Object. Radiosurgery for functional neurosurgery performed using a linear accelerator (LINAC) has not been extensively characterized in preclinical studies. In the present study, the properties of a newly designed 3-mm-diameter collimator were evaluated in a dedicated LINAC, which produced lesions in the basal ganglia of vervet monkeys. Lesion formation was determined in vivo in three animals by examining magnetic resonance (MR) images to show the dosedelivery precision of targeting and the geometry and extent of the lesions. Postmortem immunohistochemical studies were conducted to determine the extent of lesion-induced radiobiological effects.
Methods. In three male vervet monkeys, the subthalamic nucleus (STN; one animal) and the pars compacta of the lateral substantia nigra (SN; two animals) were targeted by a Novalis Shaped Beam Surgery System that included a 3-mm collimator and delivered a maximum dose of 150 Gy. Magnetic resonance images obtained 4, 5, and 9 months posttreatment were reviewed, and the animals were killed so that immunohistological characterizations could be made.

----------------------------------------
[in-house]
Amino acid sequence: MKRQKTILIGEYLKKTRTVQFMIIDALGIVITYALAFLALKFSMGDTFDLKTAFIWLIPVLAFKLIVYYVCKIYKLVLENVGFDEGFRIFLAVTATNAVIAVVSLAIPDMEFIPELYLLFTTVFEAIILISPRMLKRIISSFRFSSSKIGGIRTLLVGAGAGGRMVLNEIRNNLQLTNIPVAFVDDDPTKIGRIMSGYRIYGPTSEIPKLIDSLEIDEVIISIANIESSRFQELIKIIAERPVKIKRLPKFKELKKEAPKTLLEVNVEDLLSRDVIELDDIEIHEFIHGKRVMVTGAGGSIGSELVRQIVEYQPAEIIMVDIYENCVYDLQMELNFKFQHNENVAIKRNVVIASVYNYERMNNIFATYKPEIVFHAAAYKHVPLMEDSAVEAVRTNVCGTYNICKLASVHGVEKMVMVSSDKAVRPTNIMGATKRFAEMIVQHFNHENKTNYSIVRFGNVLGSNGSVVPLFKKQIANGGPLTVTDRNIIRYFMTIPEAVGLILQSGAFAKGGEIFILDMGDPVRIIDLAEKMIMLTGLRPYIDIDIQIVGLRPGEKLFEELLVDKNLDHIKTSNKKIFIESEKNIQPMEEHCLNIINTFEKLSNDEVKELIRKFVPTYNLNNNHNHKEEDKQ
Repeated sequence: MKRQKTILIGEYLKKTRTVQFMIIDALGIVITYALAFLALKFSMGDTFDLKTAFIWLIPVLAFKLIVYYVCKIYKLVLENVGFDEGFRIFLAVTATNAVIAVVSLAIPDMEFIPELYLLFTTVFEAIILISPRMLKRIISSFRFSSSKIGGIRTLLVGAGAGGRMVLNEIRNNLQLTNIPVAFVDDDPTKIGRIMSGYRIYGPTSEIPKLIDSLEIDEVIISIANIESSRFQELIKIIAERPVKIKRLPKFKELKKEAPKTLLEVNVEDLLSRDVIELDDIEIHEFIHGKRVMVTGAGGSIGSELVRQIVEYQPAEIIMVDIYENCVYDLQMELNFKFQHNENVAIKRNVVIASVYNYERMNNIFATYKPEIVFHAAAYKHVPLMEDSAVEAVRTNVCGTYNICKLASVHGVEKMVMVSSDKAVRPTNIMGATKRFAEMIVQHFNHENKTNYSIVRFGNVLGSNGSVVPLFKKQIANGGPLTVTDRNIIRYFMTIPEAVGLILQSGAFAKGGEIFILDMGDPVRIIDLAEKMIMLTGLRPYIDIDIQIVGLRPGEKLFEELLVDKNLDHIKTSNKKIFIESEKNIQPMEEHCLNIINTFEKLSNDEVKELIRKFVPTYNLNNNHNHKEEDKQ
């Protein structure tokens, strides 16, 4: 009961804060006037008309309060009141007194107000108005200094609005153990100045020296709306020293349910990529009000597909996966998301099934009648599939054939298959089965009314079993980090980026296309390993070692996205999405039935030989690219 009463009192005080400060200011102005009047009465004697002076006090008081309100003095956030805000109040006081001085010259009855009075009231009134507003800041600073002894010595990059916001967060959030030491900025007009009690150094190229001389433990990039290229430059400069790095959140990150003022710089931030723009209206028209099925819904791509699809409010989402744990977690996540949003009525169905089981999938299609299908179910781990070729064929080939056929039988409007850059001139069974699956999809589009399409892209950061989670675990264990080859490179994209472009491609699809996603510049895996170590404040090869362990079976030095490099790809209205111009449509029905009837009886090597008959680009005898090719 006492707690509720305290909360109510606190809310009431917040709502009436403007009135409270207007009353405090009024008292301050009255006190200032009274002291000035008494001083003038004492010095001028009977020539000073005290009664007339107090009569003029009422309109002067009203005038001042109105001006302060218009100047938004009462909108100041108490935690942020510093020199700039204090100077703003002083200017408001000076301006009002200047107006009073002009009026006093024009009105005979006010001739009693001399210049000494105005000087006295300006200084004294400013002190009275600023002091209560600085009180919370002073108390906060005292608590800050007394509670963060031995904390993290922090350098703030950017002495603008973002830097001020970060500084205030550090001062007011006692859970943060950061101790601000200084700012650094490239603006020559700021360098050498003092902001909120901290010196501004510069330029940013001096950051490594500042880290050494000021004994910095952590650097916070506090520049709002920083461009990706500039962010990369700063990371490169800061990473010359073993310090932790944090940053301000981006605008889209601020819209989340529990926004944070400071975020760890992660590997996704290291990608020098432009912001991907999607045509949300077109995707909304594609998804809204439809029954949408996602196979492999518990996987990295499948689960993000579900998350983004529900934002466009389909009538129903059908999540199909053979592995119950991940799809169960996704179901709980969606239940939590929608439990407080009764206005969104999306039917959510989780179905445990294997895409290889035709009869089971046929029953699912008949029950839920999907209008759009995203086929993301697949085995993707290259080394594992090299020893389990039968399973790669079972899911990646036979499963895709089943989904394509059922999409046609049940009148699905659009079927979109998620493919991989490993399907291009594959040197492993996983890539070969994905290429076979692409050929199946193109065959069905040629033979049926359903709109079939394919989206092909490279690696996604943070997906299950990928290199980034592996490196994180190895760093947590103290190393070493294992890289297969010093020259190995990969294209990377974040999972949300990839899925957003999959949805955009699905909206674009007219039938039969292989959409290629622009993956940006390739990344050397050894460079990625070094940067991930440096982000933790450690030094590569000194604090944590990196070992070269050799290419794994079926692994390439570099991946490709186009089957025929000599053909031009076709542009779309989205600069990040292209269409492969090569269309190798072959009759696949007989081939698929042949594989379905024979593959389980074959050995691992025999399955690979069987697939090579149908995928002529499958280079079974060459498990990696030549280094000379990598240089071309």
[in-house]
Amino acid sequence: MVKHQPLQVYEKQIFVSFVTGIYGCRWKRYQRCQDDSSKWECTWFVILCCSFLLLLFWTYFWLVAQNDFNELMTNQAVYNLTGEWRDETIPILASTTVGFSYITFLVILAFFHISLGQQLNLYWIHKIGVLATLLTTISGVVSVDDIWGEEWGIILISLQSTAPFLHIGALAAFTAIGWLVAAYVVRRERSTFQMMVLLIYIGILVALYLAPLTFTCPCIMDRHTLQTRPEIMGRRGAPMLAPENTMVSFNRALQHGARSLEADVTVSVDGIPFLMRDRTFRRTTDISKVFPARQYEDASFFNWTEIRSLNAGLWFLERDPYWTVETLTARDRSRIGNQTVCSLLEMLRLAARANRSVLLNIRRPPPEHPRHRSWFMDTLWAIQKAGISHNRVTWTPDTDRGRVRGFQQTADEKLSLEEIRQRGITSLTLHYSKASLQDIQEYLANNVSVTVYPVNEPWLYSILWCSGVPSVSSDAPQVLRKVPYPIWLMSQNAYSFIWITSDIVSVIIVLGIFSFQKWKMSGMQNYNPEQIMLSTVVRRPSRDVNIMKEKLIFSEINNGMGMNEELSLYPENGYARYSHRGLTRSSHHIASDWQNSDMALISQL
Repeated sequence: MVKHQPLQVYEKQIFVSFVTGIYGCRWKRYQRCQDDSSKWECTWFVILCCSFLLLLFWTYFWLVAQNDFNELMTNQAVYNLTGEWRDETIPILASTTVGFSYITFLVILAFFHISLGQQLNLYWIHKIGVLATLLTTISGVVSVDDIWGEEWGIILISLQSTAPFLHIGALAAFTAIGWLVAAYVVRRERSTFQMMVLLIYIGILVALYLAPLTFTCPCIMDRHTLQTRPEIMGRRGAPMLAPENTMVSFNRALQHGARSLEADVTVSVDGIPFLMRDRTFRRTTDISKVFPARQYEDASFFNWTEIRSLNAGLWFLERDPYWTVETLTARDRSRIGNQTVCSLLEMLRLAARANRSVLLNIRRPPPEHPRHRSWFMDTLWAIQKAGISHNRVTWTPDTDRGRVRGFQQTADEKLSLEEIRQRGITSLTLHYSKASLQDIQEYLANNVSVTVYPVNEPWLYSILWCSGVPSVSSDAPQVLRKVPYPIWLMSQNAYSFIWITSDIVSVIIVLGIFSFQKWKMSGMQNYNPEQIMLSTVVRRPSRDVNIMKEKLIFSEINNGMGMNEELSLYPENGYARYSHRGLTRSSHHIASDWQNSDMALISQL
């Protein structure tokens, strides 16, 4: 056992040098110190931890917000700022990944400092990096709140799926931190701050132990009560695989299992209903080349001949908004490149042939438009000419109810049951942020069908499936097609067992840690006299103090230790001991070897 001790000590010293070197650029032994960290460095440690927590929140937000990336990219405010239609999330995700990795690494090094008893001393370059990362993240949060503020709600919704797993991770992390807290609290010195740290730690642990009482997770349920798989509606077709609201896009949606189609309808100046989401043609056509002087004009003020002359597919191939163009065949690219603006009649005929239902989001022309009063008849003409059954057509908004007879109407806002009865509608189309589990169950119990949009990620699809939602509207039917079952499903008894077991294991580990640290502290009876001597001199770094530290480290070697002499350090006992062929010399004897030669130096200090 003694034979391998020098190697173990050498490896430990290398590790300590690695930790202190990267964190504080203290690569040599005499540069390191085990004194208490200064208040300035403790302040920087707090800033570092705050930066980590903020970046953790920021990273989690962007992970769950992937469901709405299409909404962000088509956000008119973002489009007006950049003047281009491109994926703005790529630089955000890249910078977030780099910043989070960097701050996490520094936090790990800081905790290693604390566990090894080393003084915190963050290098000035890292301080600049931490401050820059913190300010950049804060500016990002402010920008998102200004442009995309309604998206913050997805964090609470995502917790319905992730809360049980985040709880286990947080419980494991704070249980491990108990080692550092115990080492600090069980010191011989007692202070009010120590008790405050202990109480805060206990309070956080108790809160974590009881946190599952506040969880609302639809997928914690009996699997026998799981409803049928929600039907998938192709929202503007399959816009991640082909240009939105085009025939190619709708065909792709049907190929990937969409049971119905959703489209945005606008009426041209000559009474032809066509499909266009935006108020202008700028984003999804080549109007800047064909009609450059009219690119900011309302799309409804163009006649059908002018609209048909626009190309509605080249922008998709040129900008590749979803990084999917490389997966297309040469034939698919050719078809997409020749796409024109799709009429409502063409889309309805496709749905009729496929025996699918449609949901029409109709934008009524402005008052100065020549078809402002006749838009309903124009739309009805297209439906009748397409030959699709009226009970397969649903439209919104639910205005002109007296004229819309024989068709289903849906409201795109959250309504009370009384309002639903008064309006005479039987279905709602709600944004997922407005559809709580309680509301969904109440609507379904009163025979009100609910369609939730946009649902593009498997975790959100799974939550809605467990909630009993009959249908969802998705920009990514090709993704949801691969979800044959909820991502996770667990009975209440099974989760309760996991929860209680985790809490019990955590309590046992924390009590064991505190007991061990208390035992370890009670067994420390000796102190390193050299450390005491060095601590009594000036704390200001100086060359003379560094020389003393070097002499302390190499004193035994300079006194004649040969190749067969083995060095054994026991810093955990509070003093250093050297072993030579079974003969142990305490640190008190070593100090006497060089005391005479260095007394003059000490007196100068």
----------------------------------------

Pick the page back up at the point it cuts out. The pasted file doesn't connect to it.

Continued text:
Conclusions. The generation of precise radiosurgical lesions by a 3-mm collimator was validated in studies that targeted the basal ganglia of the vervet monkey. The extent of the lesions created in all animals remained restricted in diameter (< 3 mm) throughout the duration of the studies, as assessed by reviewing MR images. Histological studies showed that the lesions were contained within the STN and SN target areas and that there were persistent increases in glial fibrillary acidic protein immunoreactivity. Increases in immunoreactivity for tyrosine hydroxylase, the serotonin transporter, and the GluR1 subunit of the α-amino-3-hydroxy-5-methyl-4-isoxazole propionate glutamate receptor in penumbral regions of the lesion were suggestive of compensatory neuronal adaptations. This radiosurgical approach may be of particular interest for the induction of lesions of the STN and SN in studies of experimental parkinsonism, as well as for the development of potential radiosurgical treatments for Parkinson disease.